Our democracy is in the throes of an institutional crisis, writes Sanjay Jha

I remember a wall hanging in my room (it was put up by my older brother) when I was still at school that said, “Cows can come and cows can leave but the bull in this place stays. forever “. There was an image of a bull, belligerent and rowdy, with smoke emanating from its shiny black nostrils, adopting a stubborn posture, as confident as an Eskimo in the midst of snow. The bull was not going anywhere. He was neither intimidated nor threatened by changing circumstances or the vicissitudes of life. Last week’s violent protests in Lakhimpur Kheri, Uttar Pradesh unwittingly brought that old imagery back to my memory cells. For a reason.

As India celebrates the 75th anniversary of its great independence of 1947 which captivated the world and fascinated small colonies in search of inspiration from European colonial rule, we must ask ourselves some simple truths. How is our democracy doing? Are we a truly bubbly society that encourages dialogue, deliberation and discussion or do we stifle dissent? Have we become so complacent that we believe that by simply voting in Lok Sabha, assembly, and municipal or local elections, we have fulfilled our obligations to India’s constitutional mandate of a free society that enshrines our citizens with fundamental rights?

Why does India rank so low on the Global Democracy Index (the right, unsurprisingly of course, sees it as a leftist conspiracy)? Can authors, intellectuals and creative thinkers really breathe or are they in a claustrophobic, asphyxiating cauldron? Does the independent mainstream media really fly high without being reminded frequently that a Big Brother is hovering dangerously overhead, watching their every move?

Instruments of intimidation

Are Indian law enforcement agencies (police, Enforcement Directorate, Income Tax, CBI, etc.) there to protect the interests of citizens or have they become instruments of merciless intimidation? Is state-sponsored oppression the new normal that India is gradually getting used to? Does the ordinary Indian trust our criminal justice system or has he even lost faith in the once revered justice system? These questions and several more flooded my mind after witnessing the bloody images of Lakhimpur’s bloodbath.

The boldness of Union BJP Minister Ajay Mishra was apparent in his provocative speech, where he said he would settle the farmers’ protest in his parliamentary constituency in just “two minutes” if he so wished. If this is not a blatant abuse of political power, what is it? It was an outright insult to ailing farmers besides being marinated with the pride of unchecked authoritarian predilections. What followed was the logical culmination of this shameless arrogance when the minister, in an act of shocking recklessness, actually showed farmers a thumbs down. On October 3, 2021, everything went downhill.

India’s battlefields

The videos were mind-numbing, reminiscent of the brutal tribal warfare in war-ravaged African republics in the 1970s. Savagely driven jeeps savagely crushed protesting farmers (allegedly stones were thrown at them). In a violent backlash, the farmers lynched four people to death, including a journalist. These were truly the battlefields of India. But it wasn’t Rwanda or Zaire, it was a G-20 member country with an economy of nearly $ 3 trillion US and foreign exchange reserves of $ 600 billion, boasting of the world’s billionaires. richest people in the world in the legendary Forbes club, the nerve center of the global tech back office and a supposedly emerging democratic vein.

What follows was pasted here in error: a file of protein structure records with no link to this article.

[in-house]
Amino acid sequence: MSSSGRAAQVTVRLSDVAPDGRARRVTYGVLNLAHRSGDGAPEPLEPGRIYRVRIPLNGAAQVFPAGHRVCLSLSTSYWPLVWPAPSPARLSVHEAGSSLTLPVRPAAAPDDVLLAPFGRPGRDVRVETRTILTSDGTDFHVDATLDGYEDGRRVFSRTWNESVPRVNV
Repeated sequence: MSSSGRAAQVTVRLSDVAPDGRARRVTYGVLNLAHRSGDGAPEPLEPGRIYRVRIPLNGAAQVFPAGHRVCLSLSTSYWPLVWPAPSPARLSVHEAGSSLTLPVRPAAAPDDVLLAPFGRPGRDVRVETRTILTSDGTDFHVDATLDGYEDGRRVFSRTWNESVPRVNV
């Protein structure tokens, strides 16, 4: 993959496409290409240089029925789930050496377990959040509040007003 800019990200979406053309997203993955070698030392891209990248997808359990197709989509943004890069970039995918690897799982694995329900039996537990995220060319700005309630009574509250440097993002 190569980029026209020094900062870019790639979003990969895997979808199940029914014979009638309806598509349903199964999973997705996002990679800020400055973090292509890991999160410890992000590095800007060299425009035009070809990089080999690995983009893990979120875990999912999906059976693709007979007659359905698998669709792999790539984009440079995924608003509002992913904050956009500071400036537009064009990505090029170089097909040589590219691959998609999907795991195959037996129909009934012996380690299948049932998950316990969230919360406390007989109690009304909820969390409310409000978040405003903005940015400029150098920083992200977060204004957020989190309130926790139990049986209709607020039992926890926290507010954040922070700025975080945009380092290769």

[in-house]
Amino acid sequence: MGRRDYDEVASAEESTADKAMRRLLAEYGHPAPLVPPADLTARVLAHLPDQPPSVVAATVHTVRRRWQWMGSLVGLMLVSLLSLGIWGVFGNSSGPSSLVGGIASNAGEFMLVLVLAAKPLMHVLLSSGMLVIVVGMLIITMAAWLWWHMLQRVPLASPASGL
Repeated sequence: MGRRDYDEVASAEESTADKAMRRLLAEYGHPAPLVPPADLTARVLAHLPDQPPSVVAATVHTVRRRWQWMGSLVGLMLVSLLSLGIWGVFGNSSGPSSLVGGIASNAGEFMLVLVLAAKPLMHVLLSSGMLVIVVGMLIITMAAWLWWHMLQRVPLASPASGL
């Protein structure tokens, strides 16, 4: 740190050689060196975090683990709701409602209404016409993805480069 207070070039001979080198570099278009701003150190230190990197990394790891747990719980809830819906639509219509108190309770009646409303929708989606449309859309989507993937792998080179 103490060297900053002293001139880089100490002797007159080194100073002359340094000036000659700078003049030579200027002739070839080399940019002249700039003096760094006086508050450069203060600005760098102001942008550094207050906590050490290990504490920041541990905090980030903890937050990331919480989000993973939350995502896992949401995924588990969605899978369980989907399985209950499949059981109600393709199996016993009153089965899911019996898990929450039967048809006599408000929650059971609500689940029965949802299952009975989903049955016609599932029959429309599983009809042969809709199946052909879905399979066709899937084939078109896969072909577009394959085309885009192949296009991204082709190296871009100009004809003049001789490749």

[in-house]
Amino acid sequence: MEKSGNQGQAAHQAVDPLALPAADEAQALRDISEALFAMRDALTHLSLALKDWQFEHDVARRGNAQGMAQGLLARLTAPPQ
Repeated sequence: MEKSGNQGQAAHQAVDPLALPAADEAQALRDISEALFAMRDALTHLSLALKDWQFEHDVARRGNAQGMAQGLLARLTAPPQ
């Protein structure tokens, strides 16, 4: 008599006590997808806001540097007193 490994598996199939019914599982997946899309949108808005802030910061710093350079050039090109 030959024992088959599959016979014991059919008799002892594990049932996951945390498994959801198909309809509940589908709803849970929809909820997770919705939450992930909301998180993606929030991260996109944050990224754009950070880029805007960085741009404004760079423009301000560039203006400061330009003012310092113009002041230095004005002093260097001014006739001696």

The young leader of the ruling party, Varun Gandhi, warned him against turning the shameful massacre into an “immoral and false account” of a Hindu-Sikh conflict. He was quickly dumped from his party’s powerful decision-making body. But overnight, Lakhimpur became the epitome of India’s grave fault lines lost amid ruling party hyperbole, hyperventilating cheerleaders from a ruthless regime, glitzy advertisements from a ruthless regime. full page proclaiming fanciful exaggerations and a mostly nonchalant middle class. The truth invariably surfaces; inflammatory intent and visceral contempt are difficult to suppress for long. There are consequences. This brings me to my allegory “the bull in this place remains forever”.

Ersatz democracy

The reason the BJP (and in the past, other political parties) have the audacity to speak out about such palpable and gross transgressions is because they know they can. Power corrupts, absolute power corrupts absolutely is the most relevant adage of our time in India. Political parties, therefore, at first imperceptibly (they test the ground) and later, brazenly impoverish our institutions. They like powerless buildings, manned by enslaved apparatchiks or committed ideologues. They fear no one for their actions. These are the lords and the masters. The whole “system” is courtesy of their autocratic favors. Thus, we have an ersatz democracy, corrupted on the inside. It is a sham.

But political parties are like cows in this maxim. They come and go (BJP could lose 2024 although I might be the only wolf to say so right now), but Indian institutions are eternal. We need strong, stable and sustainable institutions for a healthy democracy. Opposition parties will certainly push back dictatorial tyranny, but ultimately, it is up to civil society to be the bulwark of India’s vulnerable structures. The bull must stay. And he must demonstrate that fearless, optimistic confidence. Bring the sniffle.

The author is the former spokesperson for the Congress party

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Posted on: Wednesday, October 13, 2021, 2:30 a.m. IST

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